Wal-Mart: An Undervalued Blue Chip
Published Fri, 11 Dec 2015 23:15 CET by DividendYields.orgConstructing a dividend growth portfolio requires selecting the safest stocks under the belief that they can meet your financial goals. Often, the outcome you expect doesn’t match the real picture of your portfolio returns, thus compromising your financial freedom.
Although many analysts and investors consider that to build a dividend growth portfolio you should invest in small cap stocks, there are fantastic blue chips that offer the opportunity to seek for higher yields, thus generating more dividend income.
This article discusses Wal-Mart, the leading company in the discount retail industry, a real blue chip stock that trades at a fair price, yet it is cheaper than its peers. However, Wal-Mart offers a strong competitive edge, justified financials, effective strategy and, above all, the safety of investing in the long-run.
Wal-Mart Stores (NYSE: WMT), the largest discount retailer in the world based in Arkansas, engages in the retail and wholesale of a wide range of merchandise across the United States, Puerto Rico and internationally. The company follows an everyday-low-price (EDLP) policy and offers its products through the Walmart U.S., Walmart International, and Sam’s Club segments. In addition, Wal-Mart operates several banks that offer consumer financing programs. Wal-Mart’s current network consists of 532 stores both in the U.S. and in 28 countries around the world, and ecommerce Websites in 11 countries.
The Paradox of Fundamentals (and why they should not be fundamental to your investment decision): Compared to its major competitors, Wal-Mart is undervalued, currently trading at a price of $59.13. Costco (Nasdaq: COST) trades at $159.72 and Target (NYSE: TGT) trades at $72.03 and both companies have a higher P/E than Wal-Mart, 29.74 and 16.15, respectively. In addition, Wal-Mart has underperformed 31.14% YTD. By comparing the company’s Q3 2015 results, revenues were slightly down 1.3% YoY ($117.4 billion from $119.0 billion), operating income was down 8.8% YoY ($5.71 billion from $6.27 billion) and net income was down 11% YoY ($3.30 billion from $3.71 billion). On a positive note, operating expenses were down 0.9% YoY ($111.7 billion from $112.7 billion).
The decline in operating income is fully justified by the company’s decision to invest $1.2 billion in digital capabilities. The company seeks to offer a seamless store experience by focusing on creating shareholder value, providing customer satisfaction and seeking for growth in niche e-commerce markets like China. The acquisition of the Shanghai-based Yihaodian e-commerce in July is a strategic move that indicates how Wal-Mart supports an emerging cluster of digital capabilities to enhance customer satisfaction. The company’s Selling, General & Administrative (SG&A) expenses were up 3.2% ($24.25 billion from $23.49 billion) as a result of the effective acquisition strategy. Additionally, Wal-Mart is investing heavily in people by attracting talented work-force and raising the base pay and reward level to increase employee satisfaction.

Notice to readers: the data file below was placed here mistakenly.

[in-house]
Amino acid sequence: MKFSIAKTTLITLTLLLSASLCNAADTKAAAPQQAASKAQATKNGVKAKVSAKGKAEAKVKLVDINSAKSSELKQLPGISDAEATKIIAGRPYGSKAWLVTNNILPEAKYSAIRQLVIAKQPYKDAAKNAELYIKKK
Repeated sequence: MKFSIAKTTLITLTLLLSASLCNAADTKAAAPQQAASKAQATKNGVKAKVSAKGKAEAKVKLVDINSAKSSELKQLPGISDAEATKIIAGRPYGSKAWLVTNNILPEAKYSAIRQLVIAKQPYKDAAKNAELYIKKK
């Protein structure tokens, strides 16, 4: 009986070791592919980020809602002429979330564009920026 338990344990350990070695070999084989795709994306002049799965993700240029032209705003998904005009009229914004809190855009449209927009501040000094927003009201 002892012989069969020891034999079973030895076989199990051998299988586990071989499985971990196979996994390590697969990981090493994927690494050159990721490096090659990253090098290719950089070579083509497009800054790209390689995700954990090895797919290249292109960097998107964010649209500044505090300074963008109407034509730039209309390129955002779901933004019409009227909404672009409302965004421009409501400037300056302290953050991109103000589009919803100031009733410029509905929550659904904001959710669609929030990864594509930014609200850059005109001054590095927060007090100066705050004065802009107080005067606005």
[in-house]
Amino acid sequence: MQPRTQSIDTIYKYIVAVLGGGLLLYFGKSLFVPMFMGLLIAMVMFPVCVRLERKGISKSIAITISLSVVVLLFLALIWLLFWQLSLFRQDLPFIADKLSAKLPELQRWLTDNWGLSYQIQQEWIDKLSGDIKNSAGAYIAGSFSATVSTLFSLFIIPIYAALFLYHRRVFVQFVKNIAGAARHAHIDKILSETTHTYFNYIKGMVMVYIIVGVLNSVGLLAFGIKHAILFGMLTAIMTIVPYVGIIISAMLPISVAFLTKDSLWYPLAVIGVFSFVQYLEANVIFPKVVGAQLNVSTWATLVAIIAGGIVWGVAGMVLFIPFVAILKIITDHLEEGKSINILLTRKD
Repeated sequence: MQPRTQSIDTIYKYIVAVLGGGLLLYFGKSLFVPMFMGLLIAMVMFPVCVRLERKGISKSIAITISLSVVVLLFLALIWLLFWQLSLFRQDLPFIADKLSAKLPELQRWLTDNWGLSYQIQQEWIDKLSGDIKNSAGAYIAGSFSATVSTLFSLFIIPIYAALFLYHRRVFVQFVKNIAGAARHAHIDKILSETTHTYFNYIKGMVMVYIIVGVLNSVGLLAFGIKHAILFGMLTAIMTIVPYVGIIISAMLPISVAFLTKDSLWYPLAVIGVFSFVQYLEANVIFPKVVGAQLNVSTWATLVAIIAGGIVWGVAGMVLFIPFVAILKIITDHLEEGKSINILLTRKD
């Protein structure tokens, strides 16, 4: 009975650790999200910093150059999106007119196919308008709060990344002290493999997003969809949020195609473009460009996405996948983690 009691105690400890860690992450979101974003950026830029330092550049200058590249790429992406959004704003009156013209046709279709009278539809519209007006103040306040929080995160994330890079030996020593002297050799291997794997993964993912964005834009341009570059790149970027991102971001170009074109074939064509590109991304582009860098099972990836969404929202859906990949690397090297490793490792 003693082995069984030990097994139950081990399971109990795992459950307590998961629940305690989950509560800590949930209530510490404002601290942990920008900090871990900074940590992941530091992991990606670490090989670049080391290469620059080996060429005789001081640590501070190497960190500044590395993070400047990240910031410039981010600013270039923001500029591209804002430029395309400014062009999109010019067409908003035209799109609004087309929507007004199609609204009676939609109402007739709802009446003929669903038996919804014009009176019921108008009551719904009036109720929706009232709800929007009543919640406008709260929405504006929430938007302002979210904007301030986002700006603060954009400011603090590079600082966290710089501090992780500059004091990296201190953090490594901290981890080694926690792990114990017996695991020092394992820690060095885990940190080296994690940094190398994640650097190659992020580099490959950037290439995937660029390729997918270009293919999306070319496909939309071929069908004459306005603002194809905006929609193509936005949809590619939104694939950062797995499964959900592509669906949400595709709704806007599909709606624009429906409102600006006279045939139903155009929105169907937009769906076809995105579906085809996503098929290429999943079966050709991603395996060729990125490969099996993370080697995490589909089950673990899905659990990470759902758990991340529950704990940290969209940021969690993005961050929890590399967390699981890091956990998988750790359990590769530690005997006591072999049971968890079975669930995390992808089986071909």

Dividend History: Wal-Mart has been paying increasing dividends for more than 40 consecutive years. More specifically, the company’s dividend growth between 2000 and 2015 is 716.7%. Costco’s dividend growth is 300% and Target’s dividend growth is 918.2% over the same period. Currently, Wal-Mart delivers an annualized dividend per share $0.49, yielding 3.31%, above the average dividend yield of the retail industry 2.37%. Wal-Mart’s current payout ratio of 42% is also above the retail industry average of 24.42%.
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Wal-Mart expects inflation to remain low compared to 2014. The pressure will be reflected in the Q4 2015 results, but the company is prepared to take strategic actions and anticipate potential headwinds. In terms of balance sheet, currency is expected to remain a major headwind, leading to flat earnings, whereas excluding the impact of the currency, the company would realize about 3% net sales growth for FY 2016. In terms of EPS, analysts expect an average EPS of $4.61, in line with the current EPS of $4.67, through 2019.
Costco plans to end FY 2015 with 24 new net openings and 687 Costco retail stores worldwide, including the UK, Taiwan, Korea, and Mexico. In addition, the company plans to open between 15 and 18 new warehouses until the end of 2015 or April 2016. In terms of geographic expansion, the management expects stronger sales in the Midwest and California as well as in Australia, Mexico and Taiwan, all in local currency. Analyst consensus estimates an average EPS of $6.74 for the next four years, up 25.5% from the current EPS of $5.37.
Target expects a 20% sales growth in Q4 2015 based on the Black Friday and Cyber Monday sales and aims for 40% annual growth in online sales, while the estimated EPS growth up to 2019 is 16.6% ($5.20 from current $4.46).